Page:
18 June 2009

The Greatest Generation...

...has to fight yet another war...

Parkin has certainly done his part for Canada. But in his hour of need, this 92-year-old great-grandfather is being treated with scandalous insensitivity.

Because he won't move out of Oakville-Trafalgar Memorial Hospital into a nursing home in Etobicoke far from his family, he is now being threatened with a daily bill of $700.

"Is this how we treat our veterans at the end of the day?" asks his angry son, Doug, 52. "I think it's a real slap in the face."
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RELATED: Compare and contrast

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8 comments:

Anonymous said...

I absolutely do not believe the $700 per day rate, we had my 93 year old mother in law in the same hospital system last year and because she wanted a government subsidized room in a local nursing home she was put on a waiting list and given the choice to have her subsidized room in another nursing home until a room in the local one became available OR pay approx. $2000 per MONTH for the bed she was taking up in the hospital. She wasn't sick but she was no longer able to live on her own. She managed to pay for the hospital bed for several months until she was able to make the local move. Maybe the gentleman's son is just upset to see his inheritance fly out the window, I'm grateful for his service to his country but don't pull this emotional crap cuz I'm not buying it.

RavenTraveller said...

Anonymous at 2:38

If you read the article again you will see that the hospital originally advised a charge of $1578 per month for the hospital bed.

The $700 per day is the cost of an acute care bed.

When my mother was as recovered as she was going to be from a broken hip complicated by Alzheimer's we were advised that we had to select three care homes and that as soon as one of these had an open bed we would have to accept or could be charged the acute bed cost.

We did not see this as a problem as we had checked out homes and any of the three we picked would have been workable.

However, CCAC also hit us with a short notice request to move Mom to a home other than one of the three we had selected. When we advised that we would prefer to wait for one of the three (paying the hospital residential rate all the while), which according to policy we could do, CCAC advised us that if we did not accept this transfer the hospital / CCAC would discharge her to her home even though her medical assessment was that she could not live at home.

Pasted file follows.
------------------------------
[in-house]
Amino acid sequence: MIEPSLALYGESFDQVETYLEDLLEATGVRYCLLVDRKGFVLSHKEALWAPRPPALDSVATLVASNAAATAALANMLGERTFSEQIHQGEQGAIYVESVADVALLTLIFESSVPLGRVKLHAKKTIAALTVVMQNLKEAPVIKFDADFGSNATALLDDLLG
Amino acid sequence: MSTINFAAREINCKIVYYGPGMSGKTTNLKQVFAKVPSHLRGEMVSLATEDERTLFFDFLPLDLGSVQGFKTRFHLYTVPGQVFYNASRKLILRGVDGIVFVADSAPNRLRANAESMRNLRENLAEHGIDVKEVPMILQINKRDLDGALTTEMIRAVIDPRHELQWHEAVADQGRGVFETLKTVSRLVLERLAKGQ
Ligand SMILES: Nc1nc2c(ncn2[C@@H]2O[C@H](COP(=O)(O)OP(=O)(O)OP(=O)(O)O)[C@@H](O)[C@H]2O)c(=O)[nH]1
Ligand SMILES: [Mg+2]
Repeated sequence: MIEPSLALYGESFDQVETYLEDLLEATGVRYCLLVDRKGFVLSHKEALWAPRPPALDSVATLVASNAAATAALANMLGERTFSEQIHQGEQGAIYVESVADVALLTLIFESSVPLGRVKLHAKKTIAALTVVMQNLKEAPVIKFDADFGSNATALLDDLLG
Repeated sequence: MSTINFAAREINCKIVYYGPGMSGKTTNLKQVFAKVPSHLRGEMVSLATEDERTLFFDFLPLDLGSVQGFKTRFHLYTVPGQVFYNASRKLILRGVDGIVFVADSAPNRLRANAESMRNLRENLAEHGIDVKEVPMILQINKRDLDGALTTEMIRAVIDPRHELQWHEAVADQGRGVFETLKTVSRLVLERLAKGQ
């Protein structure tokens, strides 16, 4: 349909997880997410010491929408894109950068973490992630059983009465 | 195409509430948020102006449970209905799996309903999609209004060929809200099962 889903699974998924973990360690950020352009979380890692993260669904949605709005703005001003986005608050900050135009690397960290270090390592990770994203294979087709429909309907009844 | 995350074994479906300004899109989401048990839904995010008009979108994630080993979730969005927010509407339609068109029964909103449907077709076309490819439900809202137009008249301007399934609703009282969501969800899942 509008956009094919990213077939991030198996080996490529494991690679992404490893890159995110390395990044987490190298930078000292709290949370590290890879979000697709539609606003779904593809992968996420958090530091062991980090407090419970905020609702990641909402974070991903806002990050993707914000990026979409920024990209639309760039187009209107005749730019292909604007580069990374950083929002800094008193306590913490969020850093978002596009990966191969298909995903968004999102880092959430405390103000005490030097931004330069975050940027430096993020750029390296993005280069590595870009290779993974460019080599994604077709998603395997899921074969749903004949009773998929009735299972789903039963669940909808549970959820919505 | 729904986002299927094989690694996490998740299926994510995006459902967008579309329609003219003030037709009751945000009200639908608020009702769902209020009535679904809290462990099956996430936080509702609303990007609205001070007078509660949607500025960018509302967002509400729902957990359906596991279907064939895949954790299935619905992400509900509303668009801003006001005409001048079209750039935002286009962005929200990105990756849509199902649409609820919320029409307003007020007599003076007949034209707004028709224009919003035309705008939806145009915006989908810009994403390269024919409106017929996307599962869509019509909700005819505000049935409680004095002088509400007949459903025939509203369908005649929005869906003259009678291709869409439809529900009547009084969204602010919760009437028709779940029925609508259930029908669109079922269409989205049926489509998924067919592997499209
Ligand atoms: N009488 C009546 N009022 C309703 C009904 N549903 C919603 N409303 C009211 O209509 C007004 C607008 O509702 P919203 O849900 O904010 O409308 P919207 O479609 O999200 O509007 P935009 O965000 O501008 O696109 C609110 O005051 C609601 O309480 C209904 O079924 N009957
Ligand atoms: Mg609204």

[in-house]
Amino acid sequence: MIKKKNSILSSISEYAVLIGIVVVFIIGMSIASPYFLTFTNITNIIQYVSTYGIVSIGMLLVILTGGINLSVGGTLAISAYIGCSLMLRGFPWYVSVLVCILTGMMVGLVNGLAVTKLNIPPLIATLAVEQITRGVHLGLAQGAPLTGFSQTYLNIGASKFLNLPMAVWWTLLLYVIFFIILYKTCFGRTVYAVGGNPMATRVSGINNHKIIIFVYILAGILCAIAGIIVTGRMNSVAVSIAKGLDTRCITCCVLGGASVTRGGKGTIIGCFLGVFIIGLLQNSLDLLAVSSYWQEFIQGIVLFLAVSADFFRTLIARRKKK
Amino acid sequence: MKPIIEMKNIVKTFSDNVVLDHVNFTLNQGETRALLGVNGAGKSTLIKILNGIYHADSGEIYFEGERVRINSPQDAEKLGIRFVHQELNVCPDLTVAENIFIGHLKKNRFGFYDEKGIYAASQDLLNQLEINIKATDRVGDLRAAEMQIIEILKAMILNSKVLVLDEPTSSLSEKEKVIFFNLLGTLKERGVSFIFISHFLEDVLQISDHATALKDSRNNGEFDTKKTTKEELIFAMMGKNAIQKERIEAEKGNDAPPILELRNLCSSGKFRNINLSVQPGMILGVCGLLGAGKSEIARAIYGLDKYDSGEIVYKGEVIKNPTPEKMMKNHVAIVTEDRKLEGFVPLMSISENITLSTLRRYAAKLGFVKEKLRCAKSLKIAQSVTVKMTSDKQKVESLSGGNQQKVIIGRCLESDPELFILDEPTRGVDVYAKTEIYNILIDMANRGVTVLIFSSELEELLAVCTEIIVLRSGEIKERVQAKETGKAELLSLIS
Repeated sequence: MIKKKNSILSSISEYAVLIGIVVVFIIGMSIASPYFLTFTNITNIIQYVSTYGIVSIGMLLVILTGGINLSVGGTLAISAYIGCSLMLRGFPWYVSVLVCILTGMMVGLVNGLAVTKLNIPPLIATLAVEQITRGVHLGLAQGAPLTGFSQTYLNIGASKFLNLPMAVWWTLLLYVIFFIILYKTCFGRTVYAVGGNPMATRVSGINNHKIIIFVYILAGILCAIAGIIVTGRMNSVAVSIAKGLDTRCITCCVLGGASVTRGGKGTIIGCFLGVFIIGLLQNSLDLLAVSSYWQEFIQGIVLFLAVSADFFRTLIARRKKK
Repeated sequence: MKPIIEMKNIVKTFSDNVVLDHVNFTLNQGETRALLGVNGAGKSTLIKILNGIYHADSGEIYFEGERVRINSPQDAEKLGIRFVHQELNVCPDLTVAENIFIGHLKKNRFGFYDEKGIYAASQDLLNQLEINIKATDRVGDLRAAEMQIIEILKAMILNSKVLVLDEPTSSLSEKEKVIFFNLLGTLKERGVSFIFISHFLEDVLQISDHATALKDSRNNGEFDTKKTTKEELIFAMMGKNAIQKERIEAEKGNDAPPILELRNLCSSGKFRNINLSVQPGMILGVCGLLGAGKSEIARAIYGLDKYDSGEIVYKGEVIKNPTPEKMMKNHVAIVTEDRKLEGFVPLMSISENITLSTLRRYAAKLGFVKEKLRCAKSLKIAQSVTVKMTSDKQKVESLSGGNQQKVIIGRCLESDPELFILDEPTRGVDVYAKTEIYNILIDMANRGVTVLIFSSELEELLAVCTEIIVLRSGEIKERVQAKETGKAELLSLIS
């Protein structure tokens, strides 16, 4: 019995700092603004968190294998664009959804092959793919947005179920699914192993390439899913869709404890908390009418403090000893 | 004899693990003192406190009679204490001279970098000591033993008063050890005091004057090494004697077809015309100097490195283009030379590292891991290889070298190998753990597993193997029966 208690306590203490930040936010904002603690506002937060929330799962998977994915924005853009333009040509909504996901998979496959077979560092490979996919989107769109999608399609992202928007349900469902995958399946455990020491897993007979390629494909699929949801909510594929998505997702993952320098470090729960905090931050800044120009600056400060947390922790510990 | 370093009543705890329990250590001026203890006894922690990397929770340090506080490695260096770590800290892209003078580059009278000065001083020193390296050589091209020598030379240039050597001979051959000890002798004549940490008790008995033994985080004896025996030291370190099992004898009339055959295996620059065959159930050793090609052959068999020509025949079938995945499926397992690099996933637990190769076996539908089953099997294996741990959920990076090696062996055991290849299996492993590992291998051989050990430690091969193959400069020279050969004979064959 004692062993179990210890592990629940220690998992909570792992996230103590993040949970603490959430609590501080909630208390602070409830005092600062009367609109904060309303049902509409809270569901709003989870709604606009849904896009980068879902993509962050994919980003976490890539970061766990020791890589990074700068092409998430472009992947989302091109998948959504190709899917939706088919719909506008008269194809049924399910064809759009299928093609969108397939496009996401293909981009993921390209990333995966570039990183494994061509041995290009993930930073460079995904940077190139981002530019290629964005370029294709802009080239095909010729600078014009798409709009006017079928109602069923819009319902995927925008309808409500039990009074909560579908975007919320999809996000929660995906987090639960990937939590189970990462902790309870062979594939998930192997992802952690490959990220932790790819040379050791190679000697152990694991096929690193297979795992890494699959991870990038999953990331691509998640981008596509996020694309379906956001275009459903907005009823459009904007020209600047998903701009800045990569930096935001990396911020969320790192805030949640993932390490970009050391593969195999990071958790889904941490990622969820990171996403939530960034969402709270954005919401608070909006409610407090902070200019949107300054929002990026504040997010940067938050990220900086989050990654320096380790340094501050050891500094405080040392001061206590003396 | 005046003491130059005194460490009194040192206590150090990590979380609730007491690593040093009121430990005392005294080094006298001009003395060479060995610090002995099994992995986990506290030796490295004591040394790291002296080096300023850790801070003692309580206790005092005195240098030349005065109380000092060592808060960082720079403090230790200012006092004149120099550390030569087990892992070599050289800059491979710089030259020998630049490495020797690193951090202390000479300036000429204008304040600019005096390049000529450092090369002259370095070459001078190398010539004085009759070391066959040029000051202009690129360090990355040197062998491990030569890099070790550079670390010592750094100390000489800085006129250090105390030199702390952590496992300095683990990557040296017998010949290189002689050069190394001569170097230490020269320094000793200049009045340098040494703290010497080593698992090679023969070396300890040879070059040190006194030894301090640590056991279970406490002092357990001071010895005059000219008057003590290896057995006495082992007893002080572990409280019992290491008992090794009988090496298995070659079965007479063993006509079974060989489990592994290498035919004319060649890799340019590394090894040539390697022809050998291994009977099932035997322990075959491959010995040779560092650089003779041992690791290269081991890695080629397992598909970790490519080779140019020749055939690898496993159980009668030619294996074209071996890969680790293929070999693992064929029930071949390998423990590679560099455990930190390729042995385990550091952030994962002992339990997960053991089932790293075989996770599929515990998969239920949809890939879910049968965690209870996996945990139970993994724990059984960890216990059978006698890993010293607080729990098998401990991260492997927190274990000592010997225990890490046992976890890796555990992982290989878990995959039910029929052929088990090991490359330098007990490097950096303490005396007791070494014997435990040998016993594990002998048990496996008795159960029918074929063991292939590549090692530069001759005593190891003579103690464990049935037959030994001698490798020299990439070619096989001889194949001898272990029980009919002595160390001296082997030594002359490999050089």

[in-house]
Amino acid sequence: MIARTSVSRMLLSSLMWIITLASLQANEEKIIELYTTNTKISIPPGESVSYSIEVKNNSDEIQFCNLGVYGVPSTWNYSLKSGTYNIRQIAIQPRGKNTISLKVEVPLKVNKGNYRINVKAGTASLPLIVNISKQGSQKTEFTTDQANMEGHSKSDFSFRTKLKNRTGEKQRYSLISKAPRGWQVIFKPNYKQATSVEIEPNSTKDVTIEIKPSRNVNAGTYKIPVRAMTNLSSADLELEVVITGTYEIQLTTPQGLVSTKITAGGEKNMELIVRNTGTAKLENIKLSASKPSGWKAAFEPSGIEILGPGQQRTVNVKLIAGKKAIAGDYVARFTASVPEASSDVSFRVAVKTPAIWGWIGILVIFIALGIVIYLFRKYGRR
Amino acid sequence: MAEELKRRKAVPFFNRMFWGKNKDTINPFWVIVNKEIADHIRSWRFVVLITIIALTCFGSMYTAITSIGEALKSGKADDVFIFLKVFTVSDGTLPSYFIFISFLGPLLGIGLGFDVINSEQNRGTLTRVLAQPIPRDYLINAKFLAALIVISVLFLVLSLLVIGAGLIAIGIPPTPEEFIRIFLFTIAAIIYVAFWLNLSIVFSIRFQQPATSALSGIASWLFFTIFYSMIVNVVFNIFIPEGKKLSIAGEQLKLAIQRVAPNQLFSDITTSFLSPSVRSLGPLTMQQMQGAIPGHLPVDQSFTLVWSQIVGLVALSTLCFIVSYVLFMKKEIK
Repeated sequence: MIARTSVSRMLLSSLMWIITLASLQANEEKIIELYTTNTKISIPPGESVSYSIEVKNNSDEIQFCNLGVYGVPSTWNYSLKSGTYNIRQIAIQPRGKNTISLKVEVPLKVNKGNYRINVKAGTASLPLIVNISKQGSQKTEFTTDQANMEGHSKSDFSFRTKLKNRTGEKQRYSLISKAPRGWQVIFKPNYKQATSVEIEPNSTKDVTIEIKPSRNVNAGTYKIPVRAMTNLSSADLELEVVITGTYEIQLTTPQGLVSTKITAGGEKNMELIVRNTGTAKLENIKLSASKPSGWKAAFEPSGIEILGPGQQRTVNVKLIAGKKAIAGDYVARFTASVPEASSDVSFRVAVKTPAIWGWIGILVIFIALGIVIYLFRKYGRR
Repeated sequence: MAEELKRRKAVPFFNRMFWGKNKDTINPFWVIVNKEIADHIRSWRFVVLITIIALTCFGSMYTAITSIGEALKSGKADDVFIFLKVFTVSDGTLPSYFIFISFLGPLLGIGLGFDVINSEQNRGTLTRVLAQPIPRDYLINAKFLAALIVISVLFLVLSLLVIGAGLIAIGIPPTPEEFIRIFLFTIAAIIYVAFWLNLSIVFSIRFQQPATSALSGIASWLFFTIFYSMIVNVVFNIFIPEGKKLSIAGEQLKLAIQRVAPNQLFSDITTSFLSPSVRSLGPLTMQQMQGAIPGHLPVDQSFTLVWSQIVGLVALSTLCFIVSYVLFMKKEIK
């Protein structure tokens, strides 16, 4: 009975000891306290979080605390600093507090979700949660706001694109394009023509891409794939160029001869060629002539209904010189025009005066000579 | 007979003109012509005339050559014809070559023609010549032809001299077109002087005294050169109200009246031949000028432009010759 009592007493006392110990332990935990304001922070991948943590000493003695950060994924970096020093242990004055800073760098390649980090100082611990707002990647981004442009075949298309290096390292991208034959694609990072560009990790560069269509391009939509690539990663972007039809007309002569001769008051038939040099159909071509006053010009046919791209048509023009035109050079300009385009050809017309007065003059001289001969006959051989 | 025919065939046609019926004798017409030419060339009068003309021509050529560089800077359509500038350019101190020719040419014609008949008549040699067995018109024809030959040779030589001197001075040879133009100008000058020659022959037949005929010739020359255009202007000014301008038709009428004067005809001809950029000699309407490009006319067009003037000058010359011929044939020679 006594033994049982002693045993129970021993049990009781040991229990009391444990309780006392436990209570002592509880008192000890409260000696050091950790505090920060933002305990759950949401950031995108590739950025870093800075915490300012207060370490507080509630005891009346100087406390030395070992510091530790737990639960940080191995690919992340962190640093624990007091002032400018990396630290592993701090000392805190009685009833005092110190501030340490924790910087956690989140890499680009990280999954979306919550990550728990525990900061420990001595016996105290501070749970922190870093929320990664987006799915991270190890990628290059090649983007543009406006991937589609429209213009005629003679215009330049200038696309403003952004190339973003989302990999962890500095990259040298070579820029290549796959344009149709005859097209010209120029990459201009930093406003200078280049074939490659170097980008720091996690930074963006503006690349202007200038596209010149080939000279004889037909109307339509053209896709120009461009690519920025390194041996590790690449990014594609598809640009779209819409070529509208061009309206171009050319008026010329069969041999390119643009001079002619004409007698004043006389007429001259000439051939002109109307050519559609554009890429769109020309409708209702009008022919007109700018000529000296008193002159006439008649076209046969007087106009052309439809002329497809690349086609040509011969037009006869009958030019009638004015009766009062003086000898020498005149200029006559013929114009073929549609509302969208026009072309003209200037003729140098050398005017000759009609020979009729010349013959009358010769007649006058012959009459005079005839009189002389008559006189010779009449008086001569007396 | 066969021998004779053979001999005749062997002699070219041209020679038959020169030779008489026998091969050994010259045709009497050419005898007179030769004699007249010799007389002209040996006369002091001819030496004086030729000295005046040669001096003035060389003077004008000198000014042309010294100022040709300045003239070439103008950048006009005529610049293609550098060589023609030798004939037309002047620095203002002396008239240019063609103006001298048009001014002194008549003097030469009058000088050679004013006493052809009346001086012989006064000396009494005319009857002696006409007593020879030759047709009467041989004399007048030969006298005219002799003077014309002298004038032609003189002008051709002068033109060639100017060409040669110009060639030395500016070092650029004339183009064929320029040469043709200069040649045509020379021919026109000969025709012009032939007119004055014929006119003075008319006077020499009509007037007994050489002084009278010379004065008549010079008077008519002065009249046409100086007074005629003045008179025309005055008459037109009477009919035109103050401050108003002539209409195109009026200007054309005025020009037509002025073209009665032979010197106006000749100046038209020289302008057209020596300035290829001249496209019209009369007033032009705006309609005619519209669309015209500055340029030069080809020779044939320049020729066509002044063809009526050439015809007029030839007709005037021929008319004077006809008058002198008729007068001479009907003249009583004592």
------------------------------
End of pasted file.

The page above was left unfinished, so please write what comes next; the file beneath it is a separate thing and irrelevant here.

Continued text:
Maybe the gentleman's son is upset about the arrogant CCAC bureaucracy and threats and quite possibly worried that he and / or his father might not have enough money to care for him for the rest of his life especially if the hospital does charge %700 per day.

Neo Conservative said...

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i'm sure the reporter who wrote the article would be happy to entertain questions about specifics.

the simple fact is, the healthcare bureaucracy is not renowned for their insight, compassion... or their common sense.

any way you slice it... this is a terrible indictment of government run healthcare.

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Anonymous said...

Thanks for the lecture RavenTraveller but I didn't read the "article" at all I was going by the section on this blog and whoever told you your relative was going to be tossed out of the nursing home when the money ran out was wrong, that doesn't happen. CCAC was and is extremely helpful and courteous with us, possibly it was your or your Mom's attitude with them.

Frances said...

If they think 30 km is bad, they should try living in interior BC. The powers there, directed from the coast, transferred a dying woman 100 km away from her ailing and elderly husband, in an area with minimal public transit. The treatment of Mr & Mrs Albo was made public and became something of a scandal; but the 'cachment' for the West Kootenay area still stretches almost to the Okanagan, meaning a senior can be transferred well over 100 km (and a couple of mountain ranges) away from family and friends.

Neo Conservative said...

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heartless AND inexcusable.

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Anonymous said...

I'm amazed at the # of people who expect the taxpayers to subsidize their lives. If you do not want to partake of the public nursing home system then by all means pay for a private one, as close to your home as you want, but don't expect things to be customized to accommodate you if you do choose the public system. We visit twice a week and believe me we're the exception so apparently it doesn't matter how close your "loved one" is placed.

Anonymous said...

Except, Anonymous, there are NO private pay nursing homes in Ontario. There are private pay retirement/assisted living homes but they are a different level of care (you have to be pretty independent to live in one of these). The government, through the CCACs, have a strangle hold on all nursing home admissions.